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Custer County

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The Heerwald Site

The period AD 1250-1400 marked a time of growth for the Wichita people in central and western Oklahoma along the Washita River and its tributaries. Large villages grew up near the fertile farming soils of the Washita River tributaries in western Oklahoma and along the river itself in the southcentral part of the state.

Excavations at the Heerwald Site revealed house patterns and storage pits.

Bison bone farming tools.


The Heerwald site in Custer county is one of the larger excavated Wichita sites known for this time period. On the bank of Turkey Creek, the site is bisected by I-40 west of Clinton. Covering more than 40 acres, the site had at least 10-15 houses and more than 100 people living there at any one time. This is just an estimate since only about 5% of the site has been investigated. The actual number of houses may have been much higher.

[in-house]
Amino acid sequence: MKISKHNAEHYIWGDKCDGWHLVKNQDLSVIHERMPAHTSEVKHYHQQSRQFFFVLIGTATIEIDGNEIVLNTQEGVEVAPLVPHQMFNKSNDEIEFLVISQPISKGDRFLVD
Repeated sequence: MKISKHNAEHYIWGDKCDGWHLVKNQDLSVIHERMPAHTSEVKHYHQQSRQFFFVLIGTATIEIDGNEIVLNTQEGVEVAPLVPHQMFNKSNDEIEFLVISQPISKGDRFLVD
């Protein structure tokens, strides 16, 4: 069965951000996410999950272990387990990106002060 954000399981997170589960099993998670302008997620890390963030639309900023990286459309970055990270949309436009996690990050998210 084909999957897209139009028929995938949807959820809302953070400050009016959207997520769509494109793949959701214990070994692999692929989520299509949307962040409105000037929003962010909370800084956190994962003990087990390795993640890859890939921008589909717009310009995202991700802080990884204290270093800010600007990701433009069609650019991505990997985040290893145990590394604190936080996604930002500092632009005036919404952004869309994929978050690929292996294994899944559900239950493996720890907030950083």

The Heerwald site people farmed corn, beans and squash and hunted bison. Bison provided meat, hides, grease and farming tools made from the bone. The corn fields stretching along Turkey Creek provided rich harvests in good years when ample rain fell at the right season. Big, bottom-flared pits held the harvested corn for winter and next year's seed.


The Wichita people lived in similar villages all along Turkey Creek and other Washita River tributaries in the area. Their houses at this time were square or rectangular with 4 central posts supporting a grass-thatch roof. The walls were plastered with clay over post walls laced with branches and twigs. A hearth in the center of the house provided heat in the winter.

Although there were many people living in this area during the early 1400's, by the time of Spanish incursions into western Oklahoma, only widely scattered villages were reported. Some archeologists have speculated that the farming people of the area moved north and east into Kansas in the late 1400's and early 1500's because of prolonged drought.

House pattern from Heerwald site time period.

Prehistoric Sites in Custer County Identified to Time Period

Paleo = ?-8,000 BP / Archaic = 8,000-2,000 BP / Woodland = 2,000-1,000 BP / Village 1000-500 BP
BP (before present)


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